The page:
If your diet is lean and mean, please fatten it up. Eating a diet of low-fat foods is not the ticket to health we once thought. Fat is absolutely essential for every function of the body and brain, including healing and repairing functions, and when you eat enough of it every day, you enjoy a bounty of benefits: stable, longer-lasting energy and fewer hunger highs and lows; a more efficient metabolism (meaning more stable weight); clearer thinking and more balanced moods; healthier hormones; better hair, nails and skin; and fewer cravings. And because fat makes food taste good, you enjoy what you're eating so much more.
If the thought of eating more fat sends shivers down your spine, do not fear. This initiative is about adding real-food fats to your plate—naturally fat-rich foods and unprocessed fats in their original states—and letting them crowd out the refined carbs and sugar that might otherwise take up the space. Real-food fats not only deliver powerful protective benefits, they are hard to overeat because they digest more slowly, giving your brain and hunger-regulating hormones more time to register fullness.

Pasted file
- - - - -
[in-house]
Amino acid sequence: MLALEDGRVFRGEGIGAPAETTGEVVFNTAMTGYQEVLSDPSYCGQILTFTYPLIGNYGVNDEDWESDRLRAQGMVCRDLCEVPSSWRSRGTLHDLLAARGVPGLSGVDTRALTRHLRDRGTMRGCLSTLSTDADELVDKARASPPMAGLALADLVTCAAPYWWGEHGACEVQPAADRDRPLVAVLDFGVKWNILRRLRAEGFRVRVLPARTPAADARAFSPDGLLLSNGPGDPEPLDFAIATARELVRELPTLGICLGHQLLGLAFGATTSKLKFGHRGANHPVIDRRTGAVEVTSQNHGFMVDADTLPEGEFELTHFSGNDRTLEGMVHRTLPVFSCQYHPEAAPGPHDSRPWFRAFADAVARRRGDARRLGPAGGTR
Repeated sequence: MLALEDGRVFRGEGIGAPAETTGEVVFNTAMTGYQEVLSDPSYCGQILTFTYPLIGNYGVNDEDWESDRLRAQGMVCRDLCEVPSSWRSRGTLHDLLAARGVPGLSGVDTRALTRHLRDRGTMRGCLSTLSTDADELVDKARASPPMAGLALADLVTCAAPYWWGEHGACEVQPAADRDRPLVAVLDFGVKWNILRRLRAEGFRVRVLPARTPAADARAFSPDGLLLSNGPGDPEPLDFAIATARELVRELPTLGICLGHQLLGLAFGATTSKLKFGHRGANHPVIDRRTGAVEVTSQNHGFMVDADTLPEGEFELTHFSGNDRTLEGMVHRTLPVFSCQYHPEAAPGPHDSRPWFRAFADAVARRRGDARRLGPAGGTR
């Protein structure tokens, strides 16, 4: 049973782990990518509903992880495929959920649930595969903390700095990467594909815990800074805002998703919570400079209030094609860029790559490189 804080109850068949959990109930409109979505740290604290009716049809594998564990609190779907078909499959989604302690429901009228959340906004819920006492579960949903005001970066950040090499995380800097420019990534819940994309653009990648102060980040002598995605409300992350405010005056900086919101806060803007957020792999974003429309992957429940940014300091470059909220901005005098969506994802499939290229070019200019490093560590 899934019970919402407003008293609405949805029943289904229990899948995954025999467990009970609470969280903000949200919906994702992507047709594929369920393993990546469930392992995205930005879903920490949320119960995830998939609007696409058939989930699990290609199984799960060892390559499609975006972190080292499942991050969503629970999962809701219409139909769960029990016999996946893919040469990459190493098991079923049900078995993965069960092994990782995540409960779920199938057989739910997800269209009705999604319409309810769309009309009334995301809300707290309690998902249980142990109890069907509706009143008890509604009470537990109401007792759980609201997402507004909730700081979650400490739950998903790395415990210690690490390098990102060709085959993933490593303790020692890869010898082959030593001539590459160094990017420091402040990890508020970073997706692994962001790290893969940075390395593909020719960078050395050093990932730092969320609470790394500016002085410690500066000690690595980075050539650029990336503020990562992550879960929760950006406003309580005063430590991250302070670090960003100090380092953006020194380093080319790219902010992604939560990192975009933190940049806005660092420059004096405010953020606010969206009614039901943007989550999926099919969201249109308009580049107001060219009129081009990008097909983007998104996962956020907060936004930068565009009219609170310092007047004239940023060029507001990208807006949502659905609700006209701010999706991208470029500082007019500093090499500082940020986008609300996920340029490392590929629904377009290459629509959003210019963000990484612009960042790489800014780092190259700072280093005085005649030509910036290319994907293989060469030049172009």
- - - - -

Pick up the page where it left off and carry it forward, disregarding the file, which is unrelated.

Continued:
The raw materials you use as part of your meals and snacks. Be careful about your sources—the fattier the food, the more important that it comes from a quality source, as nutrient value and toxins accumulate in fat.
Organic chicken with skin (dark meat)
Grass-fed-and-finished red meat (some cuts are lean, others are fattier; ask your butcher)
Pastured pork, including pork belly and bacon
Eggs, ideally pasture-raised and organic
Fatty cold-water fish (sardines, mackerel, herring, wild salmon)
Dairy that works for you (goat and sheep cheese; cow cheese if tolerated; grass-fed butter; yogurt/kefir)
Coconut (oil, butter, milk, cream)
Nuts and nut butters (in moderation; preferably raw [unroasted])
Seeds (pumpkin, chia, sesame, flax, hemp)
Olives and olive oil
Pouring and Spreading Fats
The things you drizzle, spread, or spoon over your food (or into your smoothie or coffee) straight from the bottle.
MCT oil (liquid coconut)
What you use to make raw food cooked.
Animal fats like ghee and butter, duck fat, pork fat, chicken fat, tallow (to sear your protein)
Plant oils like coconut oil, sustainably sourced palm oil, avocado oil and quality olive oils
Excerpted from How to Be Well by Frank Lipman, MD. Copyright © 2018 by Frank Lipman, MD. Used by permission of Houghton Mifflin Harcourt. All rights reserved.